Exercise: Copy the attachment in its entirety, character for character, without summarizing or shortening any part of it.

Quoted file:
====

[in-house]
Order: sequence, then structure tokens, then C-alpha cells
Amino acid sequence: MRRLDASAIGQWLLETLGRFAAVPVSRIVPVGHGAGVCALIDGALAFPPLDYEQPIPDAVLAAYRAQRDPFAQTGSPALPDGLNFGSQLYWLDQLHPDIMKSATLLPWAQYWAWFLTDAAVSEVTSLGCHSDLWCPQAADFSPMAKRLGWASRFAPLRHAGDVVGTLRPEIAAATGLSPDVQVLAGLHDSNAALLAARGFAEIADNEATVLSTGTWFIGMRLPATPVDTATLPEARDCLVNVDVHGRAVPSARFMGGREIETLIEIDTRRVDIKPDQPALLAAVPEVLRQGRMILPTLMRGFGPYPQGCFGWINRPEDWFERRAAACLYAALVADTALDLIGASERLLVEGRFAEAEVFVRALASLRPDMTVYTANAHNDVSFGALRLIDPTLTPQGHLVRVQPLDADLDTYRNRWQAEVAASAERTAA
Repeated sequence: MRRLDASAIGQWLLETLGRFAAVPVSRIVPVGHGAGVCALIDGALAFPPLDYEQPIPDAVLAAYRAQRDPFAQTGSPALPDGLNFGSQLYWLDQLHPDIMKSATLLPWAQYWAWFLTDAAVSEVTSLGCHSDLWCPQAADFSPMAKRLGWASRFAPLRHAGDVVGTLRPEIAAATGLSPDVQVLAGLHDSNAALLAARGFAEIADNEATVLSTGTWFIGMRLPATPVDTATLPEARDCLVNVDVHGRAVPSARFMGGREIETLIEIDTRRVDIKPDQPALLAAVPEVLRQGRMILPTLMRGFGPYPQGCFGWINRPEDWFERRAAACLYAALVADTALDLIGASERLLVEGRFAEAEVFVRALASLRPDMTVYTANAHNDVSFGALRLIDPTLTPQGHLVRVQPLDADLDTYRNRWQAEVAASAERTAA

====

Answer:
[in-house]
Order: sequence, then structure tokens, then C-alpha cells
Amino acid sequence: MRRLDASAIGQWLLETLGRFAAVPVSRIVPVGHGAGVCALIDGALAFPPLDYEQPIPDAVLAAYRAQRDPFAQTGSPALPDGLNFGSQLYWLDQLHPDIMKSATLLPWAQYWAWFLTDAAVSEVTSLGCHSDLWCPQAADFSPMAKRLGWASRFAPLRHAGDVVGTLRPEIAAATGLSPDVQVLAGLHDSNAALLAARGFAEIADNEATVLSTGTWFIGMRLPATPVDTATLPEARDCLVNVDVHGRAVPSARFMGGREIETLIEIDTRRVDIKPDQPALLAAVPEVLRQGRMILPTLMRGFGPYPQGCFGWINRPEDWFERRAAACLYAALVADTALDLIGASERLLVEGRFAEAEVFVRALASLRPDMTVYTANAHNDVSFGALRLIDPTLTPQGHLVRVQPLDADLDTYRNRWQAEVAASAERTAA
Repeated sequence: MRRLDASAIGQWLLETLGRFAAVPVSRIVPVGHGAGVCALIDGALAFPPLDYEQPIPDAVLAAYRAQRDPFAQTGSPALPDGLNFGSQLYWLDQLHPDIMKSATLLPWAQYWAWFLTDAAVSEVTSLGCHSDLWCPQAADFSPMAKRLGWASRFAPLRHAGDVVGTLRPEIAAATGLSPDVQVLAGLHDSNAALLAARGFAEIADNEATVLSTGTWFIGMRLPATPVDTATLPEARDCLVNVDVHGRAVPSARFMGGREIETLIEIDTRRVDIKPDQPALLAAVPEVLRQGRMILPTLMRGFGPYPQGCFGWINRPEDWFERRAAACLYAALVADTALDLIGASERLLVEGRFAEAEVFVRALASLRPDMTVYTANAHNDVSFGALRLIDPTLTPQGHLVRVQPLDADLDTYRNRWQAEVAASAERTAA